When you have approximately 1.9 billion Muslims in the world (and growing), you are bound to find someone fasting in the holy month of Ramadan. And whether you're a non-muslim or a Muslim, trying to pay your respects politely and civilly is always appreciated because, let's face it, it's always nice to be considerate.
Ramadan is undoubtedly one of the holiest months in Islam, and Muslims worldwide come together and fast from dawn to dusk. Let's skim through some of the best tips to pay your respects in the right way to Muslims who are fasting this year in the name of Allah (SWT).
During the 30 days of Ramadan, Muslims all over the world will fast from eating and drinking during the day. But that doesn't mean you should starve yourself in front of us. It's always appreciated if you let a fellow Muslim know beforehand if you're planning to devour a meal right in front of us, but you are not expected to avoid eating or drinking altogether. That means you can still go about your business as usual. (Just turn a deaf ear to our rumbling tummies.)
Muslims are used to questions about their faith and will, most of the time, be more than happy to let you know all about their beliefs. But asking too many questions can seem overwhelming, especially during an 18-hour-long fast when all you can think about is making it through without water and food. Plus, with the internet, you can practically google any of your concerns and give your Muslim friends an easier time.
As Muslims, none of us expect you to fast with us, but you are always welcome to try it out. You can try it if you want to see how it feels. But, even if we're best friends, it won't hurt our feelings. Iftar is the fast-breaking meal served after sundown. We like to have a large communal meal, and you are welcome to attend; just ask!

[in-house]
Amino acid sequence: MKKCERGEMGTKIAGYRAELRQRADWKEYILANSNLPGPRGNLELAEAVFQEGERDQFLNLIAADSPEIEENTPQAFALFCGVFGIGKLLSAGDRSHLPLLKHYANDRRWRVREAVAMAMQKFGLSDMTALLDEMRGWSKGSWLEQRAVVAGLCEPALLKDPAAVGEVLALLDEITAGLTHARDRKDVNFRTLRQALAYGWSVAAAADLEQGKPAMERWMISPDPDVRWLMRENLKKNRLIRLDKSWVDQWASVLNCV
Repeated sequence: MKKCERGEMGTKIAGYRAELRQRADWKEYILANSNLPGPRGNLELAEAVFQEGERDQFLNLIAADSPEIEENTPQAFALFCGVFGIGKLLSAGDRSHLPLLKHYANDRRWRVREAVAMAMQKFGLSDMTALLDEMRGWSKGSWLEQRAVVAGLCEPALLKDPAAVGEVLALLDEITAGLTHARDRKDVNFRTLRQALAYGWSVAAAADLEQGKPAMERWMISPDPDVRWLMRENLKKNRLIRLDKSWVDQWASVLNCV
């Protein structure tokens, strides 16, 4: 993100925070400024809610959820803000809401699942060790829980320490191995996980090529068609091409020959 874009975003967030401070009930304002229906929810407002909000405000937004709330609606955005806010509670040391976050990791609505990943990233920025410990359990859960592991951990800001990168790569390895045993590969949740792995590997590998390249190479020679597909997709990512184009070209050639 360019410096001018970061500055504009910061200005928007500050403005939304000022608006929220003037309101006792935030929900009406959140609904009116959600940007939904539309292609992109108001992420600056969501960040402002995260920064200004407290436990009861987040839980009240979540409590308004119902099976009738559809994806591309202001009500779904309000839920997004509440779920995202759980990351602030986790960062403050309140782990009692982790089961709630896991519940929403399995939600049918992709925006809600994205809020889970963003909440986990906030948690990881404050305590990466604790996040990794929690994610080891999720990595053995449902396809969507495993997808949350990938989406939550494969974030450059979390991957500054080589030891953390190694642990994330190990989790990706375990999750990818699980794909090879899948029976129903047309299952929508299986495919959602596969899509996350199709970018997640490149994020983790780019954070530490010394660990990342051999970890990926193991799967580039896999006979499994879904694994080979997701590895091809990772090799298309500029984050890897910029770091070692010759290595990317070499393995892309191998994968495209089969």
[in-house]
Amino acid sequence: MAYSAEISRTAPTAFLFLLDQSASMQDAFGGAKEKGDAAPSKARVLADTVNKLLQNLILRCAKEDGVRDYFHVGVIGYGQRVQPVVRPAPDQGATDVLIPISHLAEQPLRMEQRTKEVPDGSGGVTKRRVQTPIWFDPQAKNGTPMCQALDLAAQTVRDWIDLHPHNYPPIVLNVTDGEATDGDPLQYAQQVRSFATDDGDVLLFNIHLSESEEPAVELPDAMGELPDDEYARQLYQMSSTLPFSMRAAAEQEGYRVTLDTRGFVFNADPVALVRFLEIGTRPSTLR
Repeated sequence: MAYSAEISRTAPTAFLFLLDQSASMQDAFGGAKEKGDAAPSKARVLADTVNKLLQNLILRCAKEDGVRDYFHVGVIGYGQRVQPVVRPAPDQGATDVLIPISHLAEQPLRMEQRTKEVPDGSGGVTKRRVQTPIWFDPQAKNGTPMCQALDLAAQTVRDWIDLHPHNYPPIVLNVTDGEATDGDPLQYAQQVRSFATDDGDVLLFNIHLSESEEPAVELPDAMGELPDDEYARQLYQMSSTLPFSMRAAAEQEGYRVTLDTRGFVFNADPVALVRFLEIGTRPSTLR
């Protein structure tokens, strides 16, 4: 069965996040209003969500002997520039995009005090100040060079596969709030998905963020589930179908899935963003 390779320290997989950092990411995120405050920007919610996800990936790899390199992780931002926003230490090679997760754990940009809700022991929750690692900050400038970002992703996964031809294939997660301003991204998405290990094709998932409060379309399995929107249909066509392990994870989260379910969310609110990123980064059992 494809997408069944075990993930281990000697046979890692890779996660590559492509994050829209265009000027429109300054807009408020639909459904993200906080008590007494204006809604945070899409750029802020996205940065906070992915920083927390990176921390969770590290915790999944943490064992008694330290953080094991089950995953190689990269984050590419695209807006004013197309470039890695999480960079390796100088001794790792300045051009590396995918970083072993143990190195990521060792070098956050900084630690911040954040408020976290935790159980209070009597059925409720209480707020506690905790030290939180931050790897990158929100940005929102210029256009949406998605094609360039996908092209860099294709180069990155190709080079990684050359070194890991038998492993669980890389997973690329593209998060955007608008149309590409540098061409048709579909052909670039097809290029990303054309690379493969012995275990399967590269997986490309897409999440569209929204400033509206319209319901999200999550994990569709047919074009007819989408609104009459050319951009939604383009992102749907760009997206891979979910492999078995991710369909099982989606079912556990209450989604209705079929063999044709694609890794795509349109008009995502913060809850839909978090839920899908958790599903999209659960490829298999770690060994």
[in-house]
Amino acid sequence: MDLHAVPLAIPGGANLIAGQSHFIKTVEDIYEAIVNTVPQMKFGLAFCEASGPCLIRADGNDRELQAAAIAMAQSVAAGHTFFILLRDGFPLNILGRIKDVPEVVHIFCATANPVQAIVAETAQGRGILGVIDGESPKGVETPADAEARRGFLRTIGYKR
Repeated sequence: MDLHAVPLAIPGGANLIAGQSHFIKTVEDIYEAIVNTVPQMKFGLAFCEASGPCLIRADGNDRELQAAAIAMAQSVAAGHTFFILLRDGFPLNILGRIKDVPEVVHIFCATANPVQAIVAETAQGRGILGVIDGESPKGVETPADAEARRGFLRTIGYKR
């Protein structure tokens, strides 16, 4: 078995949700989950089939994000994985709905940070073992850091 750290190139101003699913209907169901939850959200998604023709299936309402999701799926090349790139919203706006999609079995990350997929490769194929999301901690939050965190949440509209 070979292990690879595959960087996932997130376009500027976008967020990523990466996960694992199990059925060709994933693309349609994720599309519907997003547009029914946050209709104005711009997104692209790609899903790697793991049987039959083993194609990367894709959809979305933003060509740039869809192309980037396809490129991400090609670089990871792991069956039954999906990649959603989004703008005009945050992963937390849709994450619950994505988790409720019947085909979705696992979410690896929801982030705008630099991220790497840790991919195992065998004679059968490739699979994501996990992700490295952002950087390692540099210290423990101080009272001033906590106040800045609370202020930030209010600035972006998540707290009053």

Ramadan isn't like Christmas or Thanksgiving in that everyone knows when it will fall. It shifts because the Islamic calendar is lunar. It starts when the new moon appears. That is why the exact dates differ from year to year.
The method we use to determine when Ramadan begins is decidedly antiquated: You must see the moon in person (even though there are apps for that). That's why if a coworker asks, "Can I start work early tomorrow so I can leave earlier?" Try to be accommodating.
If you're willing to go the extra mile and really help your Muslim friends this Ramadan, why not give them the gift of food by helping prepare a meal for Iftar or treating them to Suhoor? Since Muslims believe the month itself is also all about giving and being generous, this is one of the best ways to help out your fasted friends. Not to mention what a relief it is to break a fast with delicious food.
Like all religious holidays, Ramadan is a time for Muslims to reflect spiritually and physically. If your Muslim friends are fasting, the best thing to do is be as supportive as you can. Asking gentle questions and having an open mind are all your Muslim friends need from you.